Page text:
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This Week in Texas Music History: Nash Hernández

Art&Seek presents This Week in Texas Music History. Every week, we’ll spotlight a different moment and the musician who made it. This Week in Texas Music History, we’ll meet a band leader whose Latin swing made the governor dance.

You can also hear This Week in Texas Music History on Sunday at precisely 6:04 p.m. on KERA radio. But subscribe to the podcast so you won’t miss an episode. And our thanks to KUT public radio in Austin for helping us bring this segment to you. And if you’re a music lover, be sure to check out Track by Track, the podcast from Paul Slavens, host of KXT’s The Paul Slavens Show, heard Sunday night’s at 8.

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On June 26, 1994, Nash Hernández died in Austin. Born in New Braunfels in 1922, Hernández grew up in Fredericksburg, where he learned to play trumpet in German polka bands. In 1949, he started the Nash Hernández Orchestra, which combined Latin rhythms with the big band swing music popularized by Benny Goodman, Glenn Miller and others. The Nash Hernández Orchestra became one of the most popular big bands in Texas and was invited to perform at Governor Dolph Briscoe’s inaugural ball.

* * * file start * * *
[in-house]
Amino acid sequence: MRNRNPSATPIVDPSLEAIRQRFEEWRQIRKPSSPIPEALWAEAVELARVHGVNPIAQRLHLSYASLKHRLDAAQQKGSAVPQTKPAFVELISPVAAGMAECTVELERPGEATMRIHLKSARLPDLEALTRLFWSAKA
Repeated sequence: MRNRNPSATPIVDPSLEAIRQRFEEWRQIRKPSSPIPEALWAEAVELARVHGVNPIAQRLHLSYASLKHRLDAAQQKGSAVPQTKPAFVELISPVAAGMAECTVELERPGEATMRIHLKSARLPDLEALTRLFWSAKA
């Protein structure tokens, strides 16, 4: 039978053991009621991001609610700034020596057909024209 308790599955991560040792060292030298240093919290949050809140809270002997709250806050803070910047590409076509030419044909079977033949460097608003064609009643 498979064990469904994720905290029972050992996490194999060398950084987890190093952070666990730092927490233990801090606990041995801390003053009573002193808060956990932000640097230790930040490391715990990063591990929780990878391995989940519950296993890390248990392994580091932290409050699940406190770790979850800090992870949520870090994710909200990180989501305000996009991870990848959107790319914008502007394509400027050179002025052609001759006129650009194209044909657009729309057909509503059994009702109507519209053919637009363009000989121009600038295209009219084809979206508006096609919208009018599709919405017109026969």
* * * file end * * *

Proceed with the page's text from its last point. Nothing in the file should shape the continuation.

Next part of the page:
In addition to performing, Nash Hernández dedicated much of his life to educating younger musicians. After he died in 1994, his son Ruben took over leadership of the Nash Hernández Orchestra. In 2008, Nash Hernández was inducted into the Austin Music Memorial.

Next time on This Week in Texas Music History, we’ll learn about a piano player who fit a lifetime of jazz into only sixteen years.